Cleveland House of Horrors: Should Somebody Have Done Something?
Preventing gruesome crimes like Ariel Castro's isn't as easy as passing more laws.
May 13, 2013 - 7:00 am
When news of a horrific crime like the Cleveland kidnappings and subsequent escape and rescue breaks, what follows is a media circus and 24-hour news cycle. It’s not unusual to hear reporters, in their quest to fill space and time, making vapid comments and asking extraordinarily dumb questions. We can always count on Piers “That’s Appalling” Morgan to add to the collective tomfoolery. On Friday night he asked a “man on the street” in Cleveland (in his most earnest, probing voice), “Is there a sense of collective guilt?”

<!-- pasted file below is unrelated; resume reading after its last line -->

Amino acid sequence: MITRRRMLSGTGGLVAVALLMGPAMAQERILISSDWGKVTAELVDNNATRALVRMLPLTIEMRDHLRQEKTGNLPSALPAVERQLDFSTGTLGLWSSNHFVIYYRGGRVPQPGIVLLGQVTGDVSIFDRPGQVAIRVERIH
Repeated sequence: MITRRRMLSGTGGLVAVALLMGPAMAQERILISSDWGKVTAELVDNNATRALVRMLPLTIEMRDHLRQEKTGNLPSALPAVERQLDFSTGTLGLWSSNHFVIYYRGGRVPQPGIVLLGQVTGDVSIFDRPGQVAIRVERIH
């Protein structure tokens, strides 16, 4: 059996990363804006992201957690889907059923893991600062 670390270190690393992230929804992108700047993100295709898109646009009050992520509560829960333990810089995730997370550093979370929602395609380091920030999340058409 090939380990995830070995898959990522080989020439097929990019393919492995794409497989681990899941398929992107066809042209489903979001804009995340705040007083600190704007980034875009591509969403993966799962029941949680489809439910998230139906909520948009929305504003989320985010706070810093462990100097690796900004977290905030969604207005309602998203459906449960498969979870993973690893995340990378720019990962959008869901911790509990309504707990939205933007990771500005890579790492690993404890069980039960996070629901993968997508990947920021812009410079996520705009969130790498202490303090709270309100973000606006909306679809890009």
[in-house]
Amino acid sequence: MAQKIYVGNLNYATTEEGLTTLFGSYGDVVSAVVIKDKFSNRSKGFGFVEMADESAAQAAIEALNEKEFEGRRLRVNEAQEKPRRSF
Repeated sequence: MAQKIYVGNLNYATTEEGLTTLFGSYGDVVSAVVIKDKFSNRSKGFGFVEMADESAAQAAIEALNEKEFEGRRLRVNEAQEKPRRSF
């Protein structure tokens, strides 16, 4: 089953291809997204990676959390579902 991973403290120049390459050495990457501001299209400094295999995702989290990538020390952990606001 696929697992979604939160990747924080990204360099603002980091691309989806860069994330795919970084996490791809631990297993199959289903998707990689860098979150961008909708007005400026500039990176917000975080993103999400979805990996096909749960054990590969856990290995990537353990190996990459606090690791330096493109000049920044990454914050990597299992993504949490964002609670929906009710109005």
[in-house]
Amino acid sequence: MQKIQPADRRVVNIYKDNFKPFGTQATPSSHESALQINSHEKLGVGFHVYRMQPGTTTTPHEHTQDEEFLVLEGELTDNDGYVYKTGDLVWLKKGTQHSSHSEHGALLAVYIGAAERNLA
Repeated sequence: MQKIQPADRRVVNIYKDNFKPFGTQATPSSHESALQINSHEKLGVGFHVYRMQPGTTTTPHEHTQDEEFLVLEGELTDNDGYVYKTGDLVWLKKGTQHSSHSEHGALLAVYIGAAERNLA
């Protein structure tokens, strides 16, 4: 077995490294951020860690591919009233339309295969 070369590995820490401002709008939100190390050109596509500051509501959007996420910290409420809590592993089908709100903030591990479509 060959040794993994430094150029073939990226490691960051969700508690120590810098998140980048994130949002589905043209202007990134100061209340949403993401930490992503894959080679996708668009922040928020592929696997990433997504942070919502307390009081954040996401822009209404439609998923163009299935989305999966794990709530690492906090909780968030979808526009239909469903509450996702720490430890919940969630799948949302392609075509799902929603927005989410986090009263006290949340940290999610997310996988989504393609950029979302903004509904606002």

Morgan was referring to all the people who certainly overlooked clues that something was terribly wrong at the house on Seymour Avenue in Cleveland. How could a man keep three young women imprisoned in his home for ten years without anyone noticing? Shouldn’t the neighbors have known that something ghastly was going on there and then done something about it? Shouldn’t service workers like meter readers and mail carriers have noticed signs that this wasn’t a normal home with one resident? And perhaps most disturbing, shouldn’t police have investigated alleged calls by neighbors who reported odd things they saw at the residence?
Somebody should have done something, right?